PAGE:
Your Baby’s Birth – for Dads and partners!

November 23

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Your Baby’s Birth – for Dads and partners!

It’s finally here! Labour day has arrived. Your partner is in active labour, you’re where you planned to be (home, the birth centre or hospital), a...

15 min read By Emma Ashworth, Doula and Author of AIMS Guide to Your Rights in Pregnancy and Birth

It’s finally here! Labour day has arrived. Your partner is in active labour, you’re where you planned to be (home, the birth centre or hospital), and it’s actually happening – your baby is coming!

Top tip – don’t wait until then before reading this blog on how you can be the best birth partner possible!

Your role as a birth partner

If there is one single thing that every birth partner needs to know, it’s that keeping the birth room as calm and relaxed as possible is the best way to support those magical labour hormones. Even if you feel stressed, try to look as though you’re calm!

It may sound strange to say that relaxing in labour is important. After all, how can someone be relaxed going through a painful experience? Here’s something astonishing: When women and people give birth, their brains release chemicals called endorphins which are brilliant at helping them to relax and sink into “labour land” – a slightly lowered state of consciousness where she feels less pain. When people around her are calm, her endorphins can flow.

You can also help this process by using a calm, lowered voice, dimming the lights and/or drawing curtains or blinds, and using positive, supportive words to let her know how well she’s doing. You can help her to get into positions that feel most comfortable such as on all fours, or leaning over the bed. You can raise it or lower it to the level that feels good to her – the midwife will show you how. Try to encourage her to not lie on her back as this isn’t a good position for labour or birth.

Being your partner’s advocate

If your partner has written a birth plan it is essential that you read and understand it in advance of labour! You will be responsible for ensuring that every midwife or doctor that cares for your partner knows what’s important to her.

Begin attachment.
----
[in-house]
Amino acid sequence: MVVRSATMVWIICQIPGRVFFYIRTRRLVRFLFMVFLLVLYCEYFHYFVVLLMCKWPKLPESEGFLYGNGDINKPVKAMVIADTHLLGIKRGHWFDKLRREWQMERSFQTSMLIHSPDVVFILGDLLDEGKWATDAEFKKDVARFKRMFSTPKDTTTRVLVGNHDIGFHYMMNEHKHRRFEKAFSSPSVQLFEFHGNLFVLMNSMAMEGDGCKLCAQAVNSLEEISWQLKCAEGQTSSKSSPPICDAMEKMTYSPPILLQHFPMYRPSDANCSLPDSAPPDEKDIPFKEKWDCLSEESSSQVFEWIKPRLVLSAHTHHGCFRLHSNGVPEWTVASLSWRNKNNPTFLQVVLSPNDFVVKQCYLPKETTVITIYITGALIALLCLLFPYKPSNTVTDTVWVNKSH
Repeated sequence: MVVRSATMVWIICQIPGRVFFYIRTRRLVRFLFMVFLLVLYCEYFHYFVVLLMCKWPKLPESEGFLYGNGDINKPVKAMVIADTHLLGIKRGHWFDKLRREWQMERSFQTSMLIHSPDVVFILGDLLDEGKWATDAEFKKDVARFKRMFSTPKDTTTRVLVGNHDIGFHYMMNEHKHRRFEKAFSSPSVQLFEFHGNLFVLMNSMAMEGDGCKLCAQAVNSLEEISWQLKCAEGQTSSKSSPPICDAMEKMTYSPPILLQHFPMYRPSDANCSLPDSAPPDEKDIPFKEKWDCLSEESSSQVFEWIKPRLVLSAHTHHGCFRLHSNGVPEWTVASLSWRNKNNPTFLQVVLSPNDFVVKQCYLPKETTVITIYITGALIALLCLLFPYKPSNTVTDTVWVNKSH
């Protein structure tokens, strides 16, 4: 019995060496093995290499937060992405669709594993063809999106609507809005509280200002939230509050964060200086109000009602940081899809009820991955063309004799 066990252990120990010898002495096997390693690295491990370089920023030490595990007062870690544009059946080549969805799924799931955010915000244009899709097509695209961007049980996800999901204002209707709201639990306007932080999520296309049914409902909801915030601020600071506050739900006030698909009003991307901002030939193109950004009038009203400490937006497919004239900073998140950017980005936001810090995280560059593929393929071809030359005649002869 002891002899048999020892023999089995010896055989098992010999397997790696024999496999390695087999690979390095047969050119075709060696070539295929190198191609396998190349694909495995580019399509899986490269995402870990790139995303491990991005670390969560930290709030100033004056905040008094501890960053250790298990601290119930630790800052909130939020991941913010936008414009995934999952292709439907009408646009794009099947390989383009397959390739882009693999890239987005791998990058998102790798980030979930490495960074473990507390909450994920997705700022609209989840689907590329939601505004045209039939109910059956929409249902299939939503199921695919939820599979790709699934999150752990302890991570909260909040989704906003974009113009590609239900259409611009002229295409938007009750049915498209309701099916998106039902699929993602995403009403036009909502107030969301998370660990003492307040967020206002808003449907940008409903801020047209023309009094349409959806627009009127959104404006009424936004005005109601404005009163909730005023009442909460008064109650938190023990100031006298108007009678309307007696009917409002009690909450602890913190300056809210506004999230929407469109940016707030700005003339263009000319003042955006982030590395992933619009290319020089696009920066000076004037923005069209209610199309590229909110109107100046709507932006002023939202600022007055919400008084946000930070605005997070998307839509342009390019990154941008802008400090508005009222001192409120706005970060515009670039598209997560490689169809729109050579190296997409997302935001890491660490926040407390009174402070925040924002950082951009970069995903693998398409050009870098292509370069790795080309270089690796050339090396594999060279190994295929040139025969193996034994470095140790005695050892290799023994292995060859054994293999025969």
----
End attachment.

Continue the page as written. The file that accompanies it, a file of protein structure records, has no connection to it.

If she decides to change her mind about things in her birth plan, it’s you who needs to ensure that this is listened to by the staff. If labour looks like it’s going in a different direction than you’d hoped, you are going to be an important person for her to talk to, to help her to make her decisions about what’s right for her.

It can be helpful if you’ve talked in advance about different options, depending on how things go. For instance, if she finds she needs pain relief, what would she like to try? Will she go straight for the epidural or would she prefer to try a birth pool, or an opiate medication? Would she never have an epidural under any circumstances? You can help to communicate these wishes to the midwives if you know them – although if she changes her mind on the day, the midwife will go with her decisions in the moment.

Take responsibility for your own wellbeing

If you’re hungry, eat. If you’re thirsty, drink. If you need the toilet, go pee! If it’s in a calm part of labour and you need to rest, that’s fine. Take a nap. You need to look after yourself so you’re ready and available to look after her. She needs you to be fed and energetic!

Top tip – if she’s starting to feel like pushing, you’ve missed your chance of a kip!

Another key element of your own wellbeing is to ensure that you bring any medications you may need with you if you leave your home for the birth, and don’t forget to take them. It might be worth setting an alarm as it can be very easy to lose track of time during labour. Similarly, if your partner needs any regular medication, make sure you take responsibility for that, too – but tell the midwives and doctors about it so they know if there’s any interactions with medications she may be offered during her labour.

Your emotions on your baby’s birth day

Whether this is your first baby, or whether you’re an old hand at this business of giving birth, your partner going into labour is still going to trigger a whole range of emotions. You’ll often hear that labour isn’t about you, but it really is! Your role in the birth is to be supportive of your partner, but your feelings matter too. Many Dads and partners find that the support of a close friend or family member, even if just by phone message, can mean that they can get through challenging moments while still staying calm and present with their partner.

Summary

It’s the day you’ve both been waiting for. You’re finally going to meet your baby!

As the birth partner and Dad-to-be you have a unique role, one that no one else in the room can fulfil. You have that loving connection with your partner and know her wishes better than anyone. Don’t be afraid to take control of the setup of the room, ensuring the lights are lowered and your partner can get into the position she wants to be in.

And remember to look after yourself along the way!